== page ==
RBI new asset recognition norms credit negative for banks: Moody's1 min read . Updated: 13 Feb 2020, 06:45 PM IST
- It said the revisions of the date of DCCO and consequential shift in repayment schedule for equal or shorter duration will not be treated as restructuring provided the revised DCCO falls
- Developers are facing funding challenges because non-bank financial institutions the key lenders to the sector
MUMBAI : The Reserve Bank of India's recent asset recognition norms that allows banks not to treat real estate loans as restructured for one year is credit negative for Indian banks, a report by Moody's said.
Last week, the RBI harmonised guidelines for deferment of date of commencement of commercial operations (DCCO) for projects in non-infrastructure and commercial real estate (CRE) sectors.
It said the revisions of the date of DCCO and consequential shift in repayment schedule for equal or shorter duration will not be treated as restructuring provided the revised DCCO falls within the period of one year from the original DCCO stipulated at the time of financial closure for CRE projects.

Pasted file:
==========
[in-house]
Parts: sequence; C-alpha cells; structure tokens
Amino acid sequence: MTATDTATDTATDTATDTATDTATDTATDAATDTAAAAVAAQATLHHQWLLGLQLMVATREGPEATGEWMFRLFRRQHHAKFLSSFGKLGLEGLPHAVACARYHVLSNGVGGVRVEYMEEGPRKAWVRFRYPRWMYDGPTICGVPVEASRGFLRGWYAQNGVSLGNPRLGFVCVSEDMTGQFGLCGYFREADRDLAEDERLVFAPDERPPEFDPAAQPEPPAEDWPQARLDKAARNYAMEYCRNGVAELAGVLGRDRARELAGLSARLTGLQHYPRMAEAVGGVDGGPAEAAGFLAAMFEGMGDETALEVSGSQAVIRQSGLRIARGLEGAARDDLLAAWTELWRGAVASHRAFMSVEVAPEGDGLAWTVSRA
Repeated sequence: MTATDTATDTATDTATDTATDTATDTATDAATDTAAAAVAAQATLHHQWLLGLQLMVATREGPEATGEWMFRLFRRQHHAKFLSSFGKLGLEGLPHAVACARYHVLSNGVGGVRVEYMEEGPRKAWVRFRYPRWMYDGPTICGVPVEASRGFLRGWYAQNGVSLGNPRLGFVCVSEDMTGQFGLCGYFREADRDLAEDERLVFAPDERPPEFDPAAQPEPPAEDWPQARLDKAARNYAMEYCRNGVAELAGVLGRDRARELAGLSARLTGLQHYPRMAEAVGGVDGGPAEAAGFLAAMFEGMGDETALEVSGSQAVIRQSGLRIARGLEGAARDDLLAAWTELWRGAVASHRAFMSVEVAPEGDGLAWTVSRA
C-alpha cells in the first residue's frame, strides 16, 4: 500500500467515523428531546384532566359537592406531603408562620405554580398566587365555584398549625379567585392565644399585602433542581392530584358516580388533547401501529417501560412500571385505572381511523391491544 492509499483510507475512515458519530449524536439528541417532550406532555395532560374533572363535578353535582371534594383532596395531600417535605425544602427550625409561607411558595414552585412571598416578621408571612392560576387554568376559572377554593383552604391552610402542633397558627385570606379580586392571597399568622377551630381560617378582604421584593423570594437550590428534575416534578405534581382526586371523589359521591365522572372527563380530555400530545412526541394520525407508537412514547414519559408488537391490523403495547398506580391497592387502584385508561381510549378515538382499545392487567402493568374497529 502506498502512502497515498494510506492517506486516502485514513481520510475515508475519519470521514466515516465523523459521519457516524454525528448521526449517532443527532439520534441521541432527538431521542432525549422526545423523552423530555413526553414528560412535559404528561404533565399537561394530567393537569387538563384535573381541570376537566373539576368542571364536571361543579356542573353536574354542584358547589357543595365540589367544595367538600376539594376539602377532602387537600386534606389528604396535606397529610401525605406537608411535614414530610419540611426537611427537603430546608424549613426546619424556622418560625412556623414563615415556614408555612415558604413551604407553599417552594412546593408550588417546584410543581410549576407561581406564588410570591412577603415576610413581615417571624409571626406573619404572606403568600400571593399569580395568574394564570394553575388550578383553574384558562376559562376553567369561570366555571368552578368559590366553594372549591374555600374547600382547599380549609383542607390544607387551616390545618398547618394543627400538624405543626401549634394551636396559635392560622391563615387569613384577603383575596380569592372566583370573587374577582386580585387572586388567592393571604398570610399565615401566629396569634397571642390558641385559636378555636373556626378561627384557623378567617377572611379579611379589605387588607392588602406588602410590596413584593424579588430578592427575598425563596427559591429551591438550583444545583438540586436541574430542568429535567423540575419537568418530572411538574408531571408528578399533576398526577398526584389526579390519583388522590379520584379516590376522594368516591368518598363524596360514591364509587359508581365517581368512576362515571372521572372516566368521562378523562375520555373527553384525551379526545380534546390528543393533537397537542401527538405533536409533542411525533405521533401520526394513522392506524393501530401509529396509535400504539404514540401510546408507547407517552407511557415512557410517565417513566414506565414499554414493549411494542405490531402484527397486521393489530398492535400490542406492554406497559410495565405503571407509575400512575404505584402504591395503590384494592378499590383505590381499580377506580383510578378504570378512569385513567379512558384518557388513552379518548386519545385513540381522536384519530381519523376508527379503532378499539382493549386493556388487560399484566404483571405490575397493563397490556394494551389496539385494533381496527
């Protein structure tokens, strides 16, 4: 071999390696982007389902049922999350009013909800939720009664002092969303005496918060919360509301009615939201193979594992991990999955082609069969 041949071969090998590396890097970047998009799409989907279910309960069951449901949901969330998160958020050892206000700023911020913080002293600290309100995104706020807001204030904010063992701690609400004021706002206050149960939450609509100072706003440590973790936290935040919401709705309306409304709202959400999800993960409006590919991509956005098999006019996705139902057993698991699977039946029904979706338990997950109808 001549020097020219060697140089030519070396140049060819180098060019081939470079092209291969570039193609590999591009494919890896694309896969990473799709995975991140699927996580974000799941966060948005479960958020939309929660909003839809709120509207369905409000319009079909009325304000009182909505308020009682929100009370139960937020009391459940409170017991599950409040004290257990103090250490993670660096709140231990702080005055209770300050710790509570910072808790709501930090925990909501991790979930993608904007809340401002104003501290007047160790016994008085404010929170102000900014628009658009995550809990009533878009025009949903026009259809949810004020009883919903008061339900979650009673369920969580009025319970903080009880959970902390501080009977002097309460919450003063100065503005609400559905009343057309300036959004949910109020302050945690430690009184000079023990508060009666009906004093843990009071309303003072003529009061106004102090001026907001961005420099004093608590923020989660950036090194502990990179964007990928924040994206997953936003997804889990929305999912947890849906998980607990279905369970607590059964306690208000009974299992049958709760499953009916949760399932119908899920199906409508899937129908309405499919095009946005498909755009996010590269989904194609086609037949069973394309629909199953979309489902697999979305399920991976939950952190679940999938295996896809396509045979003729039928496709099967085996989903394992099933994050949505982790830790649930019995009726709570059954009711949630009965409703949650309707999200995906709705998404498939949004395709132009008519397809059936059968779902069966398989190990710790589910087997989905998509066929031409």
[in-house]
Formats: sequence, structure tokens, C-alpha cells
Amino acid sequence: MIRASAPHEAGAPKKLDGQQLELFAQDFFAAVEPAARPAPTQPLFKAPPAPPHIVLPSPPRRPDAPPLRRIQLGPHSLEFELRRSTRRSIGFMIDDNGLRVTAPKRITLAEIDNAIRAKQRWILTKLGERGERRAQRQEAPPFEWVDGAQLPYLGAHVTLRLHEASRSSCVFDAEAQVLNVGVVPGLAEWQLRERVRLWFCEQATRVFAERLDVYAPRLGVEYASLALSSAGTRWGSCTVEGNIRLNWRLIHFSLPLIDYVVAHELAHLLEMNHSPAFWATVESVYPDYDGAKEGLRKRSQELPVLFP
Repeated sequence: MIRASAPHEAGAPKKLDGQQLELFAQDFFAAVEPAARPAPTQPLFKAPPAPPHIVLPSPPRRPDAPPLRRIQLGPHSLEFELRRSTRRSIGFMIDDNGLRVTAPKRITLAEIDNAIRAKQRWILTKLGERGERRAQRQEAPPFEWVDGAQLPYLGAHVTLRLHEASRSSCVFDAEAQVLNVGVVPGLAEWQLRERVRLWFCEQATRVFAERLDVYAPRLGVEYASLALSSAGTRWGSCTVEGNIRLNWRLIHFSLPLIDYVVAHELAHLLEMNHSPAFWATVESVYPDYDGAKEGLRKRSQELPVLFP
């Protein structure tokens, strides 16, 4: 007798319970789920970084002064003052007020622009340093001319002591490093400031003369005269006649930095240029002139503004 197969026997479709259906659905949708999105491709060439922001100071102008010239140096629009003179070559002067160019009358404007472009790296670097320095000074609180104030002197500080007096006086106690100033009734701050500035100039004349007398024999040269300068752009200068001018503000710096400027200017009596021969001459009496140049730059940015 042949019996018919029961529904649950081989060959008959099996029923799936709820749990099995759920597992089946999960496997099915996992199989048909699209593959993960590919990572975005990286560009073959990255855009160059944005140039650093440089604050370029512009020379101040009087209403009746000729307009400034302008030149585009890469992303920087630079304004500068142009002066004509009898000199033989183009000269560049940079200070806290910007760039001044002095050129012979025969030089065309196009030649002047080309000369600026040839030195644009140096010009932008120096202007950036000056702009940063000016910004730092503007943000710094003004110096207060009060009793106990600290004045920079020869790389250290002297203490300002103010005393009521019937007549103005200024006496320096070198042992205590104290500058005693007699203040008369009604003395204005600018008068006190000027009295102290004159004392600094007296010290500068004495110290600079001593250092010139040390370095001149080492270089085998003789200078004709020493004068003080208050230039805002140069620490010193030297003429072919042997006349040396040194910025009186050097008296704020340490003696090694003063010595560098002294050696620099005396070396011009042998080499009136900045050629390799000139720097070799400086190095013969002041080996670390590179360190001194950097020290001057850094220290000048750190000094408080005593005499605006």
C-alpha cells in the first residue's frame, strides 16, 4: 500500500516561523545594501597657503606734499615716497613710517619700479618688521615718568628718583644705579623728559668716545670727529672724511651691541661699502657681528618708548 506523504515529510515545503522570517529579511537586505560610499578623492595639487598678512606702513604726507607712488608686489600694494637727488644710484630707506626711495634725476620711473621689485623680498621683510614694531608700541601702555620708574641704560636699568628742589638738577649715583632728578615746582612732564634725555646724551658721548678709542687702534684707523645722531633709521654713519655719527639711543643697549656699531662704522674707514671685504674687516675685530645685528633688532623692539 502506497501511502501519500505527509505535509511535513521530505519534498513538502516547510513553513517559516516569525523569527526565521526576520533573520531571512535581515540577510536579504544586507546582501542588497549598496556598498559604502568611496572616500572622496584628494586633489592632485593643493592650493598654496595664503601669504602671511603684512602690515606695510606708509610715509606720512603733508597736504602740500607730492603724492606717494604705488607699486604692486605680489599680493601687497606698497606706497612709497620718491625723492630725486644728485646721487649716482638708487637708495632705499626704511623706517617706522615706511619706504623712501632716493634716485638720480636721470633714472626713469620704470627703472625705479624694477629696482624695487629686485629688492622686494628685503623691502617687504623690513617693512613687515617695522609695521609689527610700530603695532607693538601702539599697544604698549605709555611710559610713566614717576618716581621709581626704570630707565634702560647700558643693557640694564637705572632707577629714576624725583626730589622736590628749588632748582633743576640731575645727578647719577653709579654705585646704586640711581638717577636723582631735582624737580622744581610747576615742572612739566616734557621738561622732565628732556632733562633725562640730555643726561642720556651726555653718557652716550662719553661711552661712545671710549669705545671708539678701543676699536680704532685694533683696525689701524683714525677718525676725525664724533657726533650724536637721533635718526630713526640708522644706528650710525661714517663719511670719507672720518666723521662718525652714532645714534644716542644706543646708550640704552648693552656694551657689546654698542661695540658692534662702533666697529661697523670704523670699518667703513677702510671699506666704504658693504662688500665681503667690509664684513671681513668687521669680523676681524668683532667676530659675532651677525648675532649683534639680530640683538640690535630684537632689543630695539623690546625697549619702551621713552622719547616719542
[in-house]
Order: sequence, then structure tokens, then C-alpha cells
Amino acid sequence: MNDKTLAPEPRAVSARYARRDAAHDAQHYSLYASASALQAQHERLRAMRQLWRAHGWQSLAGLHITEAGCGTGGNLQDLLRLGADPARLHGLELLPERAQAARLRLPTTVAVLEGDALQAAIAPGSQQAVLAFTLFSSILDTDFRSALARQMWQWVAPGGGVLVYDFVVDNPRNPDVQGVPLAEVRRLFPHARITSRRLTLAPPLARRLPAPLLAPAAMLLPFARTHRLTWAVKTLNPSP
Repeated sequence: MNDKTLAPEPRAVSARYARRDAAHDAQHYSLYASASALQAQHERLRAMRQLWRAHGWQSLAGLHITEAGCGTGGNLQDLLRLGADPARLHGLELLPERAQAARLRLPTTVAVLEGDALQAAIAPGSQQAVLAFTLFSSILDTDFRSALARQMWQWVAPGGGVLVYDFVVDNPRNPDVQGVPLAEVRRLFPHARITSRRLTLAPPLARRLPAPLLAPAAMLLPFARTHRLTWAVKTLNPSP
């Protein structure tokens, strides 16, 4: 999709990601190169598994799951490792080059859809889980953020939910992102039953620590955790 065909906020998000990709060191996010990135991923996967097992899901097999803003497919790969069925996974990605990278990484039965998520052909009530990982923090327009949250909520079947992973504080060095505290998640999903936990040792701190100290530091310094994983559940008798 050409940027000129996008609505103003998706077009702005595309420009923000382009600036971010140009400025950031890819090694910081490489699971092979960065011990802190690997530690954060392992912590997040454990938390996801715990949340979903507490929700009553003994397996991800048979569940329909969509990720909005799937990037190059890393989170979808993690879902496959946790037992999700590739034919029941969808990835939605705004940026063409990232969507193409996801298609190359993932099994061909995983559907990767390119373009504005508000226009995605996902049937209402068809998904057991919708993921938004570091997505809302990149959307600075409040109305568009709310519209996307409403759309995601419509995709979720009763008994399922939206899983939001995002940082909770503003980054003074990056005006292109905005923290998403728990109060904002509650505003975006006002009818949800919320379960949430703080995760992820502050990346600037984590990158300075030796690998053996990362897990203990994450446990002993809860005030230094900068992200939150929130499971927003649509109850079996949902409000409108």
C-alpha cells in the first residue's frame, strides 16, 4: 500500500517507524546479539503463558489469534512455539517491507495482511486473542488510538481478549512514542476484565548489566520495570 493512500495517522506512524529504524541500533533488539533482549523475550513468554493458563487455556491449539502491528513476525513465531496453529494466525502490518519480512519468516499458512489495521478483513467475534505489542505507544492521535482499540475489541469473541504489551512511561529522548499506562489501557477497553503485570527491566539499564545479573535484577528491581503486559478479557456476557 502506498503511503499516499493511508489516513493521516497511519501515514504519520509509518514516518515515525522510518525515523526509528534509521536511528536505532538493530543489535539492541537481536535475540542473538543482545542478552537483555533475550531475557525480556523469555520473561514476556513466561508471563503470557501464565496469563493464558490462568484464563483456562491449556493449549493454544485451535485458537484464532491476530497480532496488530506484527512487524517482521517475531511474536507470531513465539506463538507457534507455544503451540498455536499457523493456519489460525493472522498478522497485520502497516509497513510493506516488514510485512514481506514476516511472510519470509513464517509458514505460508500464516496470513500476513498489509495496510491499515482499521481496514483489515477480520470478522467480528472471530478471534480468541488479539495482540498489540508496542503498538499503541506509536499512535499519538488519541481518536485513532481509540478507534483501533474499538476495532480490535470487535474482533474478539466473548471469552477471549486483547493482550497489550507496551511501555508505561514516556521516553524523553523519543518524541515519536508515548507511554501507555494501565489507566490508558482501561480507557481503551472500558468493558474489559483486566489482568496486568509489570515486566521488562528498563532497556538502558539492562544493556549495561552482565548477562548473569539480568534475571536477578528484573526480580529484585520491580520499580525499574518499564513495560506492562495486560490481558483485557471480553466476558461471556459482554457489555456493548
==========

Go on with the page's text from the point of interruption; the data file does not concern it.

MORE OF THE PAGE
In case of CRE projects delayed for reasons beyond the control of promoter, banks may restructure them by way of revision of DCCO up to another one year and retain the 'standard' asset classification if the account continues to be serviced, the RBI said.
"The measure is credit negative for Indian banks because it will defer the recognition of such loans from the real estate sector, and by extension appropriate loss provisioning against them," Moody's said.
It said property developers will have an additional year to address their funding issues before the banks have to classify a loan as restructured.
"While this will alleviate near-term asset quality risk to the banks from the real estate sector, it will not address the credit issues facing real estate developers," it said.
Developers are facing funding challenges because non-bank financial institutions (NBFIs), the key lenders to the sector, are facing funding challenges of their own.
Tight funding conditions are straining developers' ability to complete projects, and by extension their solvency, the report said.